We are not aware of any previous spatial analysis based on referred and confirmed cases of allergy in a defined region such as the South West Peninsula. Pollen allergies seemed more prevalent in moor areas, food allergies (particularly nut allergies) in the South Hams, and skin allergies around Derriford Hospital. On small numbers, there was some indication of food from the sea in the far south west of Cornwall and in the Padstow area. These are based purely on an 'ecological association' and we have no evidence that these individuals had more contact with their allergens.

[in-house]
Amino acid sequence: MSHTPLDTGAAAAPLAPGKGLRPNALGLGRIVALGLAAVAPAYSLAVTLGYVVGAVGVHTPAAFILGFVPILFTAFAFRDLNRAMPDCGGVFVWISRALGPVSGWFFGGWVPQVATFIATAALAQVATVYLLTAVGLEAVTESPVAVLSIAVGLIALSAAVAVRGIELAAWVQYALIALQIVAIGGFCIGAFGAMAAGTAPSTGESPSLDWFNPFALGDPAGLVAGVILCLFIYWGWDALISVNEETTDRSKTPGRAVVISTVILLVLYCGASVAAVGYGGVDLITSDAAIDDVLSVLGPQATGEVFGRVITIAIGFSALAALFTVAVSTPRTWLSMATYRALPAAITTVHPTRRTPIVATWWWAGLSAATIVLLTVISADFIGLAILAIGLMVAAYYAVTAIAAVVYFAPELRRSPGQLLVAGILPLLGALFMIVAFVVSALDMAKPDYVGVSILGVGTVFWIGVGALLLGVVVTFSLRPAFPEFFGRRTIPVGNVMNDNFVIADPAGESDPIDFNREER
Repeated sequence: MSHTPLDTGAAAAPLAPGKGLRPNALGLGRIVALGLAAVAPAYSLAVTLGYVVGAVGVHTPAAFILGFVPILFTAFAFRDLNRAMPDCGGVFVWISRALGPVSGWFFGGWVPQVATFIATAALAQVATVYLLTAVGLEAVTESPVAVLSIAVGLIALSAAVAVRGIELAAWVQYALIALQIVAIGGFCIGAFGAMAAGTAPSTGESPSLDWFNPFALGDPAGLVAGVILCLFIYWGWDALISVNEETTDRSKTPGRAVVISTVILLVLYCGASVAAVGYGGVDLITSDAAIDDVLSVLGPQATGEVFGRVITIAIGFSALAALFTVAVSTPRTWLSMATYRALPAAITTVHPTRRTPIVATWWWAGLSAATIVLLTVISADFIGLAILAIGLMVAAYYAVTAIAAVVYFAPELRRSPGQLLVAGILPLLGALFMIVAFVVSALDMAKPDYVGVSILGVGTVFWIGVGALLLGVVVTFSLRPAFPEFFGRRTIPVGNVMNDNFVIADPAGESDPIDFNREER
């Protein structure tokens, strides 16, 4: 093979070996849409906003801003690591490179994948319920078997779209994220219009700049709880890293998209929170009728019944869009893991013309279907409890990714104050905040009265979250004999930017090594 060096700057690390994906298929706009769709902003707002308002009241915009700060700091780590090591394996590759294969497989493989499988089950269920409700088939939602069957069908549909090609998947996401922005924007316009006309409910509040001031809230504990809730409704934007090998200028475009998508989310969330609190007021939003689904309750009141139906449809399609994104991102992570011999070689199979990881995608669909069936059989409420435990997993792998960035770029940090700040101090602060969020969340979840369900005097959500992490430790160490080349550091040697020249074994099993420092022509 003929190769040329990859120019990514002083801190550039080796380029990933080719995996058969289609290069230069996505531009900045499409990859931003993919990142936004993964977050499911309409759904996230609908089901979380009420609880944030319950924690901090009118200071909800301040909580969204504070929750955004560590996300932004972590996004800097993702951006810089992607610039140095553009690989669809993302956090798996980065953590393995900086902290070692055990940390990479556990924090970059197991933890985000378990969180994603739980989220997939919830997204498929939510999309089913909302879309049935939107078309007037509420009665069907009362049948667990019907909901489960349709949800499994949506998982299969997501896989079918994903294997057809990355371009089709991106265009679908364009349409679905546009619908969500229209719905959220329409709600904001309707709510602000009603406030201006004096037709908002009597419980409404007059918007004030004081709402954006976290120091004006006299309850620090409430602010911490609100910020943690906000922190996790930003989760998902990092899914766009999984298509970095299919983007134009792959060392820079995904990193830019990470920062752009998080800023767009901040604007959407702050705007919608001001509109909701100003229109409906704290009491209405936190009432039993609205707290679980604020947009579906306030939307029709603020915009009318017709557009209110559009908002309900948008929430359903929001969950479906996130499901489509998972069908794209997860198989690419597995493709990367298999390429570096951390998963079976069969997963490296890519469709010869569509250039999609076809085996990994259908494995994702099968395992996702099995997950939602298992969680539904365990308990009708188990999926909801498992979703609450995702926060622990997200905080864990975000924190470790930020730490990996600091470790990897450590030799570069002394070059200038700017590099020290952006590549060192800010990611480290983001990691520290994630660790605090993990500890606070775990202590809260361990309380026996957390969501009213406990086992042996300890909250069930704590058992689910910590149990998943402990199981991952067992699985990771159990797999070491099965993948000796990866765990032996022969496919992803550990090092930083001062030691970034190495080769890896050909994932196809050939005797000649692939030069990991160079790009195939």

Cross-reactivity between allergens has been described before but usually for food types which are taxonomically similar. For example, Lack [1] summarises findings showing cross-reactivity between peanuts and legumes, peas, lentils and co-reactivity with tree nuts. Allergies in children are commonly directed to proteins from eggs, milk, wheat or soy [31]. Other recognised cross-reactivity syndromes include the latex fruit syndrome (cross reactivity between latex and avocados, bananas, kiwi, etc) [32] and the birch-fruit syndrome (cross reactivity between Birch pollen and a number of fruits such as apple, peach, plum and hazelnuts) [33]. In France in 2001, Kanny found that food allergy was four times more likely in people with allergy to latex [11]. We found no such association with food (perhaps reflecting different levels of fruit consumption in France and SW England), but there were co-occurrence of latex with banana and kiwi allergies. Our data showed clear relationships between egg and dairy allergies and some suggestion (based on small numbers) of other co-occurrence that would be worthy of further investigation.